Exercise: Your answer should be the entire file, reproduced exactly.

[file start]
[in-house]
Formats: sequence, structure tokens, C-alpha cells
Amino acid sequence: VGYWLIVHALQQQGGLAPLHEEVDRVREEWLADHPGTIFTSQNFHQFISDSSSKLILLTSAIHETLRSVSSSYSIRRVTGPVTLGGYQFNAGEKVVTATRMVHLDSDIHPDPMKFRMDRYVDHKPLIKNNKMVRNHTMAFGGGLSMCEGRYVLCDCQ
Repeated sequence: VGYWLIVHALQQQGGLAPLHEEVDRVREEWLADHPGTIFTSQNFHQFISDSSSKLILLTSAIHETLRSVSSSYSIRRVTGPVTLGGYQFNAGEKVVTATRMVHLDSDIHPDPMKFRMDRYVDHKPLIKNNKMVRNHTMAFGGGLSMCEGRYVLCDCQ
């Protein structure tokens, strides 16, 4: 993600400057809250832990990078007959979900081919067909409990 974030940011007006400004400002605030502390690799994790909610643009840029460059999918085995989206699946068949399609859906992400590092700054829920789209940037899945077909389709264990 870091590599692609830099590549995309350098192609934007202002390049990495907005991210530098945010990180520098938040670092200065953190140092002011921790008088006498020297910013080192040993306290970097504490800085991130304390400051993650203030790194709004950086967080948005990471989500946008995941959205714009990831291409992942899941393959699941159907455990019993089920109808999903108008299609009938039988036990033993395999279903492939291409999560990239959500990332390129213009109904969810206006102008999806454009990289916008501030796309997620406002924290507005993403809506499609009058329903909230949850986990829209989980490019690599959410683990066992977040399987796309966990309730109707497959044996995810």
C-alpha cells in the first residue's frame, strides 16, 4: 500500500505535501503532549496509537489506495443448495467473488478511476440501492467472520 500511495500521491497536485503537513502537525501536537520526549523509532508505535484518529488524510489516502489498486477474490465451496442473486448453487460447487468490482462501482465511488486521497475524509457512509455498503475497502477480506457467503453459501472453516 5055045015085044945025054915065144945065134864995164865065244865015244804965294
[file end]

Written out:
[in-house]
Formats: sequence, structure tokens, C-alpha cells
Amino acid sequence: VGYWLIVHALQQQGGLAPLHEEVDRVREEWLADHPGTIFTSQNFHQFISDSSSKLILLTSAIHETLRSVSSSYSIRRVTGPVTLGGYQFNAGEKVVTATRMVHLDSDIHPDPMKFRMDRYVDHKPLIKNNKMVRNHTMAFGGGLSMCEGRYVLCDCQ
Repeated sequence: VGYWLIVHALQQQGGLAPLHEEVDRVREEWLADHPGTIFTSQNFHQFISDSSSKLILLTSAIHETLRSVSSSYSIRRVTGPVTLGGYQFNAGEKVVTATRMVHLDSDIHPDPMKFRMDRYVDHKPLIKNNKMVRNHTMAFGGGLSMCEGRYVLCDCQ
């Protein structure tokens, strides 16, 4: 993600400057809250832990990078007959979900081919067909409990 974030940011007006400004400002605030502390690799994790909610643009840029460059999918085995989206699946068949399609859906992400590092700054829920789209940037899945077909389709264990 870091590599692609830099590549995309350098192609934007202002390049990495907005991210530098945010990180520098938040670092200065953190140092002011921790008088006498020297910013080192040993306290970097504490800085991130304390400051993650203030790194709004950086967080948005990471989500946008995941959205714009990831291409992942899941393959699941159907455990019993089920109808999903108008299609009938039988036990033993395999279903492939291409999560990239959500990332390129213009109904969810206006102008999806454009990289916008501030796309997620406002924290507005993403809506499609009058329903909230949850986990829209989980490019690599959410683990066992977040399987796309966990309730109707497959044996995810």
C-alpha cells in the first residue's frame, strides 16, 4: 500500500505535501503532549496509537489506495443448495467473488478511476440501492467472520 500511495500521491497536485503537513502537525501536537520526549523509532508505535484518529488524510489516502489498486477474490465451496442473486448453487460447487468490482462501482465511488486521497475524509457512509455498503475497502477480506457467503453459501472453516 5055045015085044945025054915065144945065134864995164865065244865015244804965294